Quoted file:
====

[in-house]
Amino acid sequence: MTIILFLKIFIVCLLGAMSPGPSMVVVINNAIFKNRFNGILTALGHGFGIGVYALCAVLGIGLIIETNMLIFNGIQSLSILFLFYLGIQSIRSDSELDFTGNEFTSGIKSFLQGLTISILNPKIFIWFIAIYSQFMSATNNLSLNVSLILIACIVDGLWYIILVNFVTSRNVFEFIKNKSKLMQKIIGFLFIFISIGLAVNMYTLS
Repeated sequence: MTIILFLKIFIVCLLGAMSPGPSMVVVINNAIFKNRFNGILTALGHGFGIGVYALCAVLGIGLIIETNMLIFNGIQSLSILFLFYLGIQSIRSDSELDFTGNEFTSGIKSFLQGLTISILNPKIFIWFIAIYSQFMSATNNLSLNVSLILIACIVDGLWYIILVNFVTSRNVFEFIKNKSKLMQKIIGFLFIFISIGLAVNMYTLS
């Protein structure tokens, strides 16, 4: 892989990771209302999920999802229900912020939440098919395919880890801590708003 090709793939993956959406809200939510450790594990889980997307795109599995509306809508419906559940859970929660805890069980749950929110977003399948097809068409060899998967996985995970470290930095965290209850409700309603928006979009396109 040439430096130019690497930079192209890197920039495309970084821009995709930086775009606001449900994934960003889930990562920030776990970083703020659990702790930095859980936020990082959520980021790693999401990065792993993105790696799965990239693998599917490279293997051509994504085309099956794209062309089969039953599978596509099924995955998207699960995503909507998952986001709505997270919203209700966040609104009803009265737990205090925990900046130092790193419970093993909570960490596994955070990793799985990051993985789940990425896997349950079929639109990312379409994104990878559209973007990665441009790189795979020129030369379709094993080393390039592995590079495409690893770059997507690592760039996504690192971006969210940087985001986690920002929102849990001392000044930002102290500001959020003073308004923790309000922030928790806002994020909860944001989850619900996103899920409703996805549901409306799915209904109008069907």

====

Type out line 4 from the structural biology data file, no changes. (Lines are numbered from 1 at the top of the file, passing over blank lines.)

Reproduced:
């Protein structure tokens, strides 16, 4: 892989990771209302999920999802229900912020939440098919395919880890801590708003 090709793939993956959406809200939510450790594990889980997307795109599995509306809508419906559940859970929660805890069980749950929110977003399948097809068409060899998967996985995970470290930095965290209850409700309603928006979009396109 040439430096130019690497930079192209890197920039495309970084821009995709930086775009606001449900994934960003889930990562920030776990970083703020659990702790930095859980936020990082959520980021790693999401990065792993993105790696799965990239693998599917490279293997051509994504085309099956794209062309089969039953599978596509099924995955998207699960995503909507998952986001709505997270919203209700966040609104009803009265737990205090925990900046130092790193419970093993909570960490596994955070990793799985990051993985789940990425896997349950079929639109990312379409994104990878559209973007990665441009790189795979020129030369379709094993080393390039592995590079495409690893770059997507690592760039996504690192971006969210940087985001986690920002929102849990001392000044930002102290500001959020003073308004923790309000922030928790806002994020909860944001989850619900996103899920409703996805549901409306799915209904109008069907």